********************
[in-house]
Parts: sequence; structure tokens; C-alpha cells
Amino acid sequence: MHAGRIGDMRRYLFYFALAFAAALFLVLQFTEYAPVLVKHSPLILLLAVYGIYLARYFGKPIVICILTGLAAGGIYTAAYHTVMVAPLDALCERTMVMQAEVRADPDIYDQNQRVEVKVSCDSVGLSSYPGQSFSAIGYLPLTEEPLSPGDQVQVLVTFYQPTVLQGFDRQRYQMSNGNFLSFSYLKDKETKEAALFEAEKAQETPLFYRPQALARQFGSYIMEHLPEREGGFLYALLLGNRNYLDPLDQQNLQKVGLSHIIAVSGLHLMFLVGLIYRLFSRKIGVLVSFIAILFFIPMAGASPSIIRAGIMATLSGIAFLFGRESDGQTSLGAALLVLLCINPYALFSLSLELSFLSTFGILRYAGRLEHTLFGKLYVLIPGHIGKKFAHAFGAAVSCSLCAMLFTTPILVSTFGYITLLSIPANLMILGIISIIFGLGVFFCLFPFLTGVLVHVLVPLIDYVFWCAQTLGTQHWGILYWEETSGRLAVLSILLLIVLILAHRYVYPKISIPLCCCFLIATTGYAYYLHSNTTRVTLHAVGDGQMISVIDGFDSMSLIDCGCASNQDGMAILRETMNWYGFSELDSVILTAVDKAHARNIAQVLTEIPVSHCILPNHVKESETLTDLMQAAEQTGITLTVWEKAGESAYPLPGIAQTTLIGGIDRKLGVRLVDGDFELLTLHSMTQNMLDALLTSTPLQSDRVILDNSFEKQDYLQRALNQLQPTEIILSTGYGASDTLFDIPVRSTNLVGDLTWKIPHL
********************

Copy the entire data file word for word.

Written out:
[in-house]
Parts: sequence; structure tokens; C-alpha cells
Amino acid sequence: MHAGRIGDMRRYLFYFALAFAAALFLVLQFTEYAPVLVKHSPLILLLAVYGIYLARYFGKPIVICILTGLAAGGIYTAAYHTVMVAPLDALCERTMVMQAEVRADPDIYDQNQRVEVKVSCDSVGLSSYPGQSFSAIGYLPLTEEPLSPGDQVQVLVTFYQPTVLQGFDRQRYQMSNGNFLSFSYLKDKETKEAALFEAEKAQETPLFYRPQALARQFGSYIMEHLPEREGGFLYALLLGNRNYLDPLDQQNLQKVGLSHIIAVSGLHLMFLVGLIYRLFSRKIGVLVSFIAILFFIPMAGASPSIIRAGIMATLSGIAFLFGRESDGQTSLGAALLVLLCINPYALFSLSLELSFLSTFGILRYAGRLEHTLFGKLYVLIPGHIGKKFAHAFGAAVSCSLCAMLFTTPILVSTFGYITLLSIPANLMILGIISIIFGLGVFFCLFPFLTGVLVHVLVPLIDYVFWCAQTLGTQHWGILYWEETSGRLAVLSILLLIVLILAHRYVYPKISIPLCCCFLIATTGYAYYLHSNTTRVTLHAVGDGQMISVIDGFDSMSLIDCGCASNQDGMAILRETMNWYGFSELDSVILTAVDKAHARNIAQVLTEIPVSHCILPNHVKESETLTDLMQAAEQTGITLTVWEKAGESAYPLPGIAQTTLIGGIDRKLGVRLVDGDFELLTLHSMTQNMLDALLTSTPLQSDRVILDNSFEKQDYLQRALNQLQPTEIILSTGYGASDTLFDIPVRSTNLVGDLTWKIPHL